ERG ADMER, ALGERIA — It felt a bit strange to be back on pavement this morning, as if we were returning to modern civilization after spending almost a week suspended in the timelessness of the eternal desert. There was something sad about leaving the wonders of the Tadrart behind, and though I still have several more days in the region, I had the sensation that this is the start of the “return.”
As we drove westward we passed a few nomads moving east. First there was a man with some camels. Then there were some families with goats. Not just a few goats, but an endless mass of goats that seemed as plentiful as the rocks. The herd seemed to fill the desert at one spot, and we stopped on the side of the road to photograph from afar. The women taking care of the herd were sitting on the other side of the road, and they seemed initially amused that their goats would be that interesting to a tourist. But apparently at some point they had the impression that we were counting the goats, and Mohammed explained they might get angry because of that. Apparently there is a superstition about it. If someone counts your goats it means one of them will die.
We moved on, and I commented that there were so many goats it would be impossible to count them. Then someone said there were as many goats as stars in the sky. Later on, around the campfire the Tagazou and Saghd would make that into the line of a song, “…les chevres comme les etoiles…” They liked to improvise lyrics to the desert blues rhythms of the Tenere and could definitely kick it with any of the best western rappers in terms of poetry.
We went to look for the young camel herder we had visited on the way into the Tadrart, but he had already moved on to another pasture. That is the way of the desert. People come and go. Everyone is always welcome but no one is ever expected. Everything happens Inshallah, and nothing is certain. It is a strange balance between the eternal and the ephemeral, right down to the way they live their lives almost void of any kind of expectations. Things happen, people adapt. There are no hard plans, only suggestions. And yet, at the same time, they are always prepared and thinking ahead. If we see firewood, we cut firewood. If we find water we fill up all the containers. If we come across an animal we can hunt, we will have meat. We take every opportunity where we find it. Our eyes are open and we are constantly on the alert.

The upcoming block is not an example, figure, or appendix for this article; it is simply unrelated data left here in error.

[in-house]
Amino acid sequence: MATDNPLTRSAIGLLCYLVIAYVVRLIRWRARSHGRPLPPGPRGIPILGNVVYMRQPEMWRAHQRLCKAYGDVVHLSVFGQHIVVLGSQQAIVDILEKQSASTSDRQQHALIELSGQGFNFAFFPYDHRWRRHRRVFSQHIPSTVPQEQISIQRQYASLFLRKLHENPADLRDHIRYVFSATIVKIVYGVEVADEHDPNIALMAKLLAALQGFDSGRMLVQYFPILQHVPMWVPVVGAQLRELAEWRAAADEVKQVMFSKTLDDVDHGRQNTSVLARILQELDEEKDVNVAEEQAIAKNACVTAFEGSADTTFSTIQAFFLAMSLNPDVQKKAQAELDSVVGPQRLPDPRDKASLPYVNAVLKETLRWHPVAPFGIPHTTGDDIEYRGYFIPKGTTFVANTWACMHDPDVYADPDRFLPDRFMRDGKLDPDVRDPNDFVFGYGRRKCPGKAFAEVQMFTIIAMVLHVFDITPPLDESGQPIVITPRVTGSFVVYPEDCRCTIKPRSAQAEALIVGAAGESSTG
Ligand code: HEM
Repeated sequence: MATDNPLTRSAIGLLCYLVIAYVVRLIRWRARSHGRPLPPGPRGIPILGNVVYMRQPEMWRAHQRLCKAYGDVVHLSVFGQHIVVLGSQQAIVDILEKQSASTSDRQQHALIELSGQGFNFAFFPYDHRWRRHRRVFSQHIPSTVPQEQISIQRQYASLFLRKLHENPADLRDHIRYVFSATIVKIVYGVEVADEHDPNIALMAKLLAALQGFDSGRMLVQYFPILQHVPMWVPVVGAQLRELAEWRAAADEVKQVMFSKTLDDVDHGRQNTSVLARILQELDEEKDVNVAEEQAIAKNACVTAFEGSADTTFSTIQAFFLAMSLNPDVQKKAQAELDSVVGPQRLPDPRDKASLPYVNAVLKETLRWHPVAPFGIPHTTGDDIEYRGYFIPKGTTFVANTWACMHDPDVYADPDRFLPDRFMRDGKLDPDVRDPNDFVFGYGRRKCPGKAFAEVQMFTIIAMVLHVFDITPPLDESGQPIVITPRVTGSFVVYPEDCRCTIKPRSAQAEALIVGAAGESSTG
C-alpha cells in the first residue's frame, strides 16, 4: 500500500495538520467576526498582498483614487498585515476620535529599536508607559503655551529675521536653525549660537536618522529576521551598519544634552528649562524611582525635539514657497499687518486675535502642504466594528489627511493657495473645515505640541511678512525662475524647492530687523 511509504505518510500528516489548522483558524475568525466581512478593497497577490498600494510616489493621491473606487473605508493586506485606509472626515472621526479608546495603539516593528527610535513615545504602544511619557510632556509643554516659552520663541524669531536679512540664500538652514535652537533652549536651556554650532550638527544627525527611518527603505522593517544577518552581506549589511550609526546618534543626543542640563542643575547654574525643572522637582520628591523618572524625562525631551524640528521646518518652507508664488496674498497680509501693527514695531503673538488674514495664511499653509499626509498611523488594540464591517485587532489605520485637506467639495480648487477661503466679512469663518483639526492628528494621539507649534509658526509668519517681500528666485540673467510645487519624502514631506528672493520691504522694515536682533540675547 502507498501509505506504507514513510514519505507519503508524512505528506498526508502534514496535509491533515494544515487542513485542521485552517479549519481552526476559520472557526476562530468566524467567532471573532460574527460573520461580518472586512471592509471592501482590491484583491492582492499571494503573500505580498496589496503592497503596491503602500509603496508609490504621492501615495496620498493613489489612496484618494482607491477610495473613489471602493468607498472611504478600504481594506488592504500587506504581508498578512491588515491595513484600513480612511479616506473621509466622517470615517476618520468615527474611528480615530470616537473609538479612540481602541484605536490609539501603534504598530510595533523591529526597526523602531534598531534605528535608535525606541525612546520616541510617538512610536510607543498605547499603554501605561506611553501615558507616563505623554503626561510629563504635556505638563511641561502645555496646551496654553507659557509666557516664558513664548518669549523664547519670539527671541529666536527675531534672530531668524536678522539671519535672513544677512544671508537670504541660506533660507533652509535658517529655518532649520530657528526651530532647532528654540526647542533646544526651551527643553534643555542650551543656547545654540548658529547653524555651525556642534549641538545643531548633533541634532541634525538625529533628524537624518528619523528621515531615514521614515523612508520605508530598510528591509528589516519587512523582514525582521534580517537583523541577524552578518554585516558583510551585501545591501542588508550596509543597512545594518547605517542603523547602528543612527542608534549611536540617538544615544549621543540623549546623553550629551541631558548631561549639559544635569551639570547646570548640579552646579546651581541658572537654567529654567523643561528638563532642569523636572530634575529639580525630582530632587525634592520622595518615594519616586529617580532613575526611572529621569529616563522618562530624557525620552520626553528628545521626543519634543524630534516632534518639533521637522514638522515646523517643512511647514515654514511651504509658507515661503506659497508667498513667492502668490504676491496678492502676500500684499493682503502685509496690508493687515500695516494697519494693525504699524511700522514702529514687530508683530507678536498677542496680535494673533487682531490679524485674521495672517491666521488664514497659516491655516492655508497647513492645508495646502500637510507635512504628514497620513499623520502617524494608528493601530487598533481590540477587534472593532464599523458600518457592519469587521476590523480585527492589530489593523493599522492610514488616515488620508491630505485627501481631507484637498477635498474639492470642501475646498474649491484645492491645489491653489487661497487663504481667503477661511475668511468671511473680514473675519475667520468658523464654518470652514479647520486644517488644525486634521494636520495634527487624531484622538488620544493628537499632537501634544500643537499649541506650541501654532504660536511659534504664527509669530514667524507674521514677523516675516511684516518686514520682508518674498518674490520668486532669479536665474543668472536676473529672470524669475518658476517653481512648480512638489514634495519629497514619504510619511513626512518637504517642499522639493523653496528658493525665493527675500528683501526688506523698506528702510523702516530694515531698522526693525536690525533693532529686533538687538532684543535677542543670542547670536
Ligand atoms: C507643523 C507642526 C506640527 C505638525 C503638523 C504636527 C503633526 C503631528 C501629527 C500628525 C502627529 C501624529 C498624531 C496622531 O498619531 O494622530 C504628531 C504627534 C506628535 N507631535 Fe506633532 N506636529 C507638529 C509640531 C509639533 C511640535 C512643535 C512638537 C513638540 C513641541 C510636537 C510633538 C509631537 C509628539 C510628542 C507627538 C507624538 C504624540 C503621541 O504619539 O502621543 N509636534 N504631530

We stopped near what looked like a giant pile of rocks. A mountain of boulders, like some kind of cairn of the gods, rising up out of the emptiness in a flat spot of desert. We started to climb, using the boulders as “steps” and as I moved slowly I began to see the art work first on one rock, then on another. It was like a pile of stone canvases etched by different artists over centuries. Some were elegant and refined, others were rough hewn and simple. Why they were here, in a massive pile, no one knows. I speculated that maybe this was once a spiritual place where people came to worship or for some ceremonial reason. Mohammed, being more practical, thought that maybe it was just a place people came and watched over their animals and someone drew something first, and then another person came and saw it and added, and so on. There is no interpretive plaque to tell us the academic theories, so we can just let our imaginations go.